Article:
time of considerable disaffection, and the crisis passed.
In April 1841 he accepted an Indian command offered to him by Lord Hill, and in October left for India. He assumed command at Poona at the end of December. On the arrival in India of Lord Ellenborough as governor-general in 1842, he applied to Napier for a statement of his view on the military situation. Napier sent him a memorandum on 4 March, recommending as the first step the prompt relief of Sale, who was holding Jalalabad, and the formation of two strong columns to move on Kabul—one from Peshawar, the other from Kandahar by Ghazni.
In August he was ordered to take command in Upper and Lower Sind. He sailed from Bombay on 3 Sept. Cholera broke out on the voyage, and fifty-four lives were lost before Karachi was reached. A few days after landing, at a review of the troops, he was severely injured in the leg by the bursting of a rocket. On his recovery he sailed up the Indus to Haidarabad and Sakhar. Here he found himself chief agent in Sind of the governor-general, as well as general officer commanding the troops. Sind was divided under three distinct sets of rulers—the amirs of Khairpur or Upper Sind, the amirs of Haidarabad or Lower Sind, and the amir of Mirpur. The British occupied Shikarpur, Bakhar, and Karachi by treaty. The amirs were in a state of excitement, due to the recent British reverses in Afghanistan, while the return to India of General England's force through the Bolan pass, when both advanced on Kandahar, was interpreted as a retreat. The situation was critical. The governor-general had instructed Captain (afterwards General Sir) James Outram [q. v.], who was chief political officer before the arrival of Napier, in case any of the amirs proved faithless, to confiscate their dominions; and Napier, after reading Lord Ellenborough's instructions, and receiving reports from Outram and others of the disaffection of the amirs, made up his mind that the practical annexation of Sind was inevitable, and could not be long delayed. The chief complaint against the amirs was the continued levying of tolls in violation of the treaty, notwithstanding frequent protests. Then came the discovery that negotiations were going on with neighbouring tribes for an offensive alliance against the British. Napier was impressed with the natural wealth of the country, and the oppression of the Pindis and Hindus by the governing class. ‘They’ (the poor people), he says, ‘live in a larder and yet starve … The ameers rob by taxes, the hill-tribes by matchlocks.’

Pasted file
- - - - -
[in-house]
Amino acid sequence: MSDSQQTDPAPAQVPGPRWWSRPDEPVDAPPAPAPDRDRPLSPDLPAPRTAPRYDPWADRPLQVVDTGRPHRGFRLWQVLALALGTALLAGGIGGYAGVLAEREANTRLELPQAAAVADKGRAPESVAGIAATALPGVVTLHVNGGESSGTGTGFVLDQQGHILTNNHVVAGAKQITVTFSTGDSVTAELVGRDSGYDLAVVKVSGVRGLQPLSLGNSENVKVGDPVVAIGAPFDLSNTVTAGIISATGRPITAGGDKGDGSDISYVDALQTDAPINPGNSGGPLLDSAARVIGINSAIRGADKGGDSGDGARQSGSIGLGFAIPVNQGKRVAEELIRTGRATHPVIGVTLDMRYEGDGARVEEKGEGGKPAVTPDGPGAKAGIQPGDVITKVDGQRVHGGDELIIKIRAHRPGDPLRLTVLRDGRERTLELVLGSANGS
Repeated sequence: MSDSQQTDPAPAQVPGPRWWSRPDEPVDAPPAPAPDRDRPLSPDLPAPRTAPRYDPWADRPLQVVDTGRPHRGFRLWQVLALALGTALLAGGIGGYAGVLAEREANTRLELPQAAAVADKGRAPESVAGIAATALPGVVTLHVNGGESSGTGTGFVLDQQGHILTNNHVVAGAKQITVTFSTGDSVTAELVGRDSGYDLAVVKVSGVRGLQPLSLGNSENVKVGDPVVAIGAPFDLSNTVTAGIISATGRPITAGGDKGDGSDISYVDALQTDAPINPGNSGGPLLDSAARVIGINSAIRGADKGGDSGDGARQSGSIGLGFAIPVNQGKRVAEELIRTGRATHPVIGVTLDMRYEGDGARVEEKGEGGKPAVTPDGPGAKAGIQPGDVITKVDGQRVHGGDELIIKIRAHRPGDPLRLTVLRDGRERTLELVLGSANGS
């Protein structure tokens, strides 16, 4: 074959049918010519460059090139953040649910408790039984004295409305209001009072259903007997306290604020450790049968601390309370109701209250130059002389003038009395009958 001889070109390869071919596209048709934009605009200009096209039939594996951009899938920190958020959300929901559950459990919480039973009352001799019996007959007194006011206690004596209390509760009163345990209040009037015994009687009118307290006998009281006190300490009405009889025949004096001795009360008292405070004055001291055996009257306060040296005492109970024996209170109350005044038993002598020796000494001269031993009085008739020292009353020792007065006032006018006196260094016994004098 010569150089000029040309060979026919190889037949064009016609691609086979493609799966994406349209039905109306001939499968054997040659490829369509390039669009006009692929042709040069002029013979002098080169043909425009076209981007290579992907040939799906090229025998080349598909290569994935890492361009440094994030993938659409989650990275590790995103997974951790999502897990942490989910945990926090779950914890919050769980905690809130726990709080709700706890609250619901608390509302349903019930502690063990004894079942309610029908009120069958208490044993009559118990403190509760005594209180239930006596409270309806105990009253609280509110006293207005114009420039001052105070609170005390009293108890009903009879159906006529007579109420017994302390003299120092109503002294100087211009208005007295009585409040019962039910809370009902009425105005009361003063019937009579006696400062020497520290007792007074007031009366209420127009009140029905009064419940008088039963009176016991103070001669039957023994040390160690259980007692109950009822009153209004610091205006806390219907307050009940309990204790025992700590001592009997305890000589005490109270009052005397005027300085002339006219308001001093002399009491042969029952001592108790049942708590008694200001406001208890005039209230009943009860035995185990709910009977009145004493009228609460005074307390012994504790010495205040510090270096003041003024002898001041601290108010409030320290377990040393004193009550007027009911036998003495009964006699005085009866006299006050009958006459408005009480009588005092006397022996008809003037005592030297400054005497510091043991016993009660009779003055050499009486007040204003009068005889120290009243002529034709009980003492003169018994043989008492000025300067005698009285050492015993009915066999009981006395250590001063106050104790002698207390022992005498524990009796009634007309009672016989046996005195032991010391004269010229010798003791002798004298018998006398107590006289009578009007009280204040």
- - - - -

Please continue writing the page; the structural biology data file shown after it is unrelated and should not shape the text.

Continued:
Napier moved at the end of November to Shikarpur. A fresh treaty, based on Napier's reports, was ordered by the governor-general to be offered as an ultimatum. The proposal produced strong remonstrances from both Khairpur and Haidarabad. On 15 Dec. the British troops commenced the passage of the Indus, in order to occupy the territories mentioned in the treaty. Napier fixed his headquarters at Rohri, where, with his right resting on the river and his left on the desert, he barred the amirs from Sūbzalkot and Bhang-Bara, which were taken possession of by Bengal troops. On 31 Dec. 1842 Napier determined to seize the fortress of Imamghar, the impregnable refuge of the amirs, in the midst of the great desert in the east of Sind. He mounted 350 men of the Queen's 22nd regiment on camels, two soldiers on each, and, taking two 24-pound howitzers and two hundred Sind horse, started on 5 Jan. 1843. On arriving on 12 Jan. at Imamghar, it was found to have been evacuated only a few hours by a garrison of two thousand men. After three days' rest the fortress was blown up, and Napier made for the Indus at Pir Abu Bakar, where he halted on 21 Jan. for the main body of his troops, and whence he could fall, if necessary, either upon the amirs of Haidarabad or those of Khairpur. The masterly stroke by which Napier seized Imamghar before hostilities had actually commenced, and deprived the amirs of their last retreat in case of danger, elicited the warm praise of the Duke of Wellington.
Napier at this time had the governor-general's authority to compel the amirs to accept the new treaty. Outram thought that its acceptance could be obtained by negotiations, while Napier knew that every day's delay would bring him nearer to the hot weather, when operations in the field would be difficult. He nevertheless was so far influenced by Outram that he decided to try what peaceable measures would do, and sent Outram to Khairpur as his commissioner to issue a proclamation calling on the amirs of both provinces to appear on 20 Jan. to complete the treaty. The time was extended to 25 Jan. and then to 1 Feb., and again to 6 Feb. Meanwhile Napier sent Outram, at his own request, to Haidarabad, and himself moved with his army slowly southward. He reached Nowshera on 30 Jan. Outram was still sanguine of a peaceful issue, and, reporting that not a man in arms was at Haidarabad, suggested that the only thing wanting was that Napier should leave his army and go in person to Haidarabad. But Napier had intelligence that some twenty-five thousand